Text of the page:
The template for this guide was Jennifer Corbin's research guide “Comprehensive Literature Review" (http://libguides.tulane.edu/c.php?g=182708&p=1204573), Howard-TiltonLibrary,Tulane University. Additional content is from the University of Santa Cruz Library's guide "Write a Literature Review" (http://guides.library.ucsc.edu/write-a-literature-review). Thanks to the generosity of my colleagues, I didn't have to start from scratch.
A literature review is a collection of selected articles, books and other sources about a specific subject. The purpose is to summarize the existing research that has been done on the subject in order to put your research in context and to highlight what your research will add to the existing body of knowledge. Literature reviews are typically organized in some way (chronological, thematic, methodological).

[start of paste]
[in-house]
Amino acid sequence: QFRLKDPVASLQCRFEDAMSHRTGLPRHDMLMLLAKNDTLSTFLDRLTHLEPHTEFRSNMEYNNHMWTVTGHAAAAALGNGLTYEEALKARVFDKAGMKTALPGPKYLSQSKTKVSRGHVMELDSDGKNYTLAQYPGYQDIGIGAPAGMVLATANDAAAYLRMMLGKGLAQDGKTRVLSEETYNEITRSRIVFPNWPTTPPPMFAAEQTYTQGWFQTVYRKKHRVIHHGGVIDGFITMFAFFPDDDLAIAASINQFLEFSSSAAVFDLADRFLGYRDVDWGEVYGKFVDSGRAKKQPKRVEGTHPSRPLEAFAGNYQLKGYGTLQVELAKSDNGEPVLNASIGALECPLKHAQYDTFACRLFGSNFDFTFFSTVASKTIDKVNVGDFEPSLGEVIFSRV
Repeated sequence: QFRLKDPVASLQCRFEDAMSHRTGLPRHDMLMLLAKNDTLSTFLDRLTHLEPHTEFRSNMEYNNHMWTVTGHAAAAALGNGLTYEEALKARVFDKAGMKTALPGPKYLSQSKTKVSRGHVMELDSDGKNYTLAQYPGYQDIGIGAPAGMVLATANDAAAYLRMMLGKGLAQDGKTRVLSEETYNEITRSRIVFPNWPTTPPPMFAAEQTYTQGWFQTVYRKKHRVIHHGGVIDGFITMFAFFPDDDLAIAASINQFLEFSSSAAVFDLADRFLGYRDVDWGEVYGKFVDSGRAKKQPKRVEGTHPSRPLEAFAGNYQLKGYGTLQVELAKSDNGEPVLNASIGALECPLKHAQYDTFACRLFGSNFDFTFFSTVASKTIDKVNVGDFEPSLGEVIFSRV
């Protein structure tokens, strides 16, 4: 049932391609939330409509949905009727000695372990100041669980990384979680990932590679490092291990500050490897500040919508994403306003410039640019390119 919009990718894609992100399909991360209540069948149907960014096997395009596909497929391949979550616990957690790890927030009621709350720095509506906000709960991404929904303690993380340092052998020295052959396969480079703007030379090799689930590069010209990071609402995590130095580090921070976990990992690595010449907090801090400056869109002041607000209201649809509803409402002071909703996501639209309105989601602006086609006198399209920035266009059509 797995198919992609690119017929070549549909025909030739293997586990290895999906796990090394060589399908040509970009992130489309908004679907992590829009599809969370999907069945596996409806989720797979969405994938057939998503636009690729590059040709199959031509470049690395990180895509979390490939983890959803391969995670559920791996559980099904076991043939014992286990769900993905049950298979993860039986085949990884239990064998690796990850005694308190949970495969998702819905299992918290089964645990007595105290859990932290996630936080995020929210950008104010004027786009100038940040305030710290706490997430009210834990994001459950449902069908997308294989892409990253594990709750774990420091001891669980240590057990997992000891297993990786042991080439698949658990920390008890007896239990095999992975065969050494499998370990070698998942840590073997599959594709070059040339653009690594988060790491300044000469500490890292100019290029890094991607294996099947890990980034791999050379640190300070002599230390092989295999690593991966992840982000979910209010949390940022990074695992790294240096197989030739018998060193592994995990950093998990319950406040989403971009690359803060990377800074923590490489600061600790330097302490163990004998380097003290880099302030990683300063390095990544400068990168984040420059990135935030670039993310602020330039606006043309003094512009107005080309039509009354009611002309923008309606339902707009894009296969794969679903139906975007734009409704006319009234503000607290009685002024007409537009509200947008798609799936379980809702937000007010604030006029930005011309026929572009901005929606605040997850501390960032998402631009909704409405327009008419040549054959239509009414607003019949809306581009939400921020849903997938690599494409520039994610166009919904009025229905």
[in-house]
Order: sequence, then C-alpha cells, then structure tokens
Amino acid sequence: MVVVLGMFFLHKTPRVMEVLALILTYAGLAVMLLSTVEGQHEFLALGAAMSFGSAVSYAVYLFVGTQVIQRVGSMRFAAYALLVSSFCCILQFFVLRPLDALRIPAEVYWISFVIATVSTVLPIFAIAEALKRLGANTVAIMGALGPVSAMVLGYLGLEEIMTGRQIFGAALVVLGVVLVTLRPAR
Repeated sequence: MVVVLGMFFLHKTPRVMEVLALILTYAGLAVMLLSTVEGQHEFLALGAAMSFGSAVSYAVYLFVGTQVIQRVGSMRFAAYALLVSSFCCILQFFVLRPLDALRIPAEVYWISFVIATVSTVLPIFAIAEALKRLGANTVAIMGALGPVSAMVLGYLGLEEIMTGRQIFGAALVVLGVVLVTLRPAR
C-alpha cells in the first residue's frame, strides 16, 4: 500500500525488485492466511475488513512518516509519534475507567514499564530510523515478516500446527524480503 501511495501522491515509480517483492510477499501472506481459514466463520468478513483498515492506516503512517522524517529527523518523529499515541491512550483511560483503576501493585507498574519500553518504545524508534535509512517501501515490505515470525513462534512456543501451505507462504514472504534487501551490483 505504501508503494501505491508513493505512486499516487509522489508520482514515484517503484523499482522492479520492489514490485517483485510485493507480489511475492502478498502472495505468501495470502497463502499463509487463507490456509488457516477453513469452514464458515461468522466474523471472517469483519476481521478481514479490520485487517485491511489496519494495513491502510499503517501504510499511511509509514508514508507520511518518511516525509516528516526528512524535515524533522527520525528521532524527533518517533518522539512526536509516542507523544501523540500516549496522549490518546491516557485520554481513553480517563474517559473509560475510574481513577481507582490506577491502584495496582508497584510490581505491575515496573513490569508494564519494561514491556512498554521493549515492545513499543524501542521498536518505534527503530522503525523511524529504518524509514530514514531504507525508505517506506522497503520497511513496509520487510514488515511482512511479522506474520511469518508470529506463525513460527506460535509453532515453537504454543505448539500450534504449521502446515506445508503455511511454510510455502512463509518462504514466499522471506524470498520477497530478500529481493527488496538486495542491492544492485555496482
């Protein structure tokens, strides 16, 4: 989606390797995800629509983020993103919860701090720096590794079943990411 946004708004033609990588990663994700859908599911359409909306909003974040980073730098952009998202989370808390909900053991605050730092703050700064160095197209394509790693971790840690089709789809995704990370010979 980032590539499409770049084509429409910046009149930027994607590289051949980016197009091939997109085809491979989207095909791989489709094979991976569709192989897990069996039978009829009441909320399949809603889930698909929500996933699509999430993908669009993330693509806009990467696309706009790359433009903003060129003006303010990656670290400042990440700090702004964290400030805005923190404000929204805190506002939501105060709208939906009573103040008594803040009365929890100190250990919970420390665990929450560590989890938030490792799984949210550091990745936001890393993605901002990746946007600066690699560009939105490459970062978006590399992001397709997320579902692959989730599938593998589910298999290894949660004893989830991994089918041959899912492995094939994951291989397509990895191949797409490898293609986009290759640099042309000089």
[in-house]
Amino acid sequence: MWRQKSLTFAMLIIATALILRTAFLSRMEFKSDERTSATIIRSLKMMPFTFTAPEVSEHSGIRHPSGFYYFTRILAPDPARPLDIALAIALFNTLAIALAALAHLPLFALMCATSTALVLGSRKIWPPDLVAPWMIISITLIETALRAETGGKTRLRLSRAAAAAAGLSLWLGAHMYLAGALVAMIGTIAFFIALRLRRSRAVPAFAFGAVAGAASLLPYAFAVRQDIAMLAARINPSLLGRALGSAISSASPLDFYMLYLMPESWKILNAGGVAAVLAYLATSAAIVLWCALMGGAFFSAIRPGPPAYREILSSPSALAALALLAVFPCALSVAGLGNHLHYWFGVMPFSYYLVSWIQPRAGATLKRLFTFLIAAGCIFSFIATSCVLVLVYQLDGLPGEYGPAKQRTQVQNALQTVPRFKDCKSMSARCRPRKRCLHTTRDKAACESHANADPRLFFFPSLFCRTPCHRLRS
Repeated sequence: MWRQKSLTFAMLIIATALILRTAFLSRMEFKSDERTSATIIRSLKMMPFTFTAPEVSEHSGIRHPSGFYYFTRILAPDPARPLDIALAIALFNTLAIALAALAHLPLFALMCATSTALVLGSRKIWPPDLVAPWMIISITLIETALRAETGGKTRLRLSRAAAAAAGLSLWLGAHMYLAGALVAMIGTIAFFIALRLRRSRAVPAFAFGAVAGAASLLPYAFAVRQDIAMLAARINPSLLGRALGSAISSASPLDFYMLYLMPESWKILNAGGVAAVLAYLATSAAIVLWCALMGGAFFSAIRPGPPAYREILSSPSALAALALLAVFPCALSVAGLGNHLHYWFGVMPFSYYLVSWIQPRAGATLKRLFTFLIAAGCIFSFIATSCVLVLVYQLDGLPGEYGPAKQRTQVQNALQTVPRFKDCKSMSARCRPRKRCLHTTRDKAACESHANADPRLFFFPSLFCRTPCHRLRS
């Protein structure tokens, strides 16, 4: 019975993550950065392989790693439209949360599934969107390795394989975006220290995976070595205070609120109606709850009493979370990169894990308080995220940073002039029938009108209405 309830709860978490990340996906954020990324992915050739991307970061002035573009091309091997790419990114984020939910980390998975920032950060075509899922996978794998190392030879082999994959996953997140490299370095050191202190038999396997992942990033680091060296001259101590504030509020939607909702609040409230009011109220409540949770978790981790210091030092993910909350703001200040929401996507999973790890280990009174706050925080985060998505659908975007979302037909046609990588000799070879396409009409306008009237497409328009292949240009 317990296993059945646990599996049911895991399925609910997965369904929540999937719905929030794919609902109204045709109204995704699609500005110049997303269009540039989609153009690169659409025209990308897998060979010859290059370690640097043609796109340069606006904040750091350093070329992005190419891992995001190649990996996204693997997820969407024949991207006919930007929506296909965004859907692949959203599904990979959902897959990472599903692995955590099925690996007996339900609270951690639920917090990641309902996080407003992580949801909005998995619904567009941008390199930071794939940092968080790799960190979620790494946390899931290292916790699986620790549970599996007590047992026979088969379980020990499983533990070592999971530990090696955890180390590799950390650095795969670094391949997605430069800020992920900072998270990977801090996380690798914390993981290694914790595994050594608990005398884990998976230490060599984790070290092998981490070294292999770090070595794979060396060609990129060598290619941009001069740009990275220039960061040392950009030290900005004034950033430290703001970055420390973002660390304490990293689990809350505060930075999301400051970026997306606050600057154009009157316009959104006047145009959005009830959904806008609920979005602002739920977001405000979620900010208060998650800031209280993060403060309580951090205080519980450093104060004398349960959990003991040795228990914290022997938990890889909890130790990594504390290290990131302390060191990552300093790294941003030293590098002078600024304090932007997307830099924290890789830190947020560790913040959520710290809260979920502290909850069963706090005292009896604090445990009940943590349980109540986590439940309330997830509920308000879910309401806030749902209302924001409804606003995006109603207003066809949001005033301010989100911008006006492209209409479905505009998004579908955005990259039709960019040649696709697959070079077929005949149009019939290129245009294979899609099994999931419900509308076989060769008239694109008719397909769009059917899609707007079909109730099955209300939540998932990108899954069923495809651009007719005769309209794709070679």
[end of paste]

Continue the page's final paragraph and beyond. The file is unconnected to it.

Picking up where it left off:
Let's take a look at an example of a literature review in an article, a dissertation, and a review article.
A literature review may constitute an essential chapter of a thesis or dissertation, or may be a self-contained review of writings on a subject. In either case, its purpose is to:
The literature review itself, however, does not present new primary scholarship.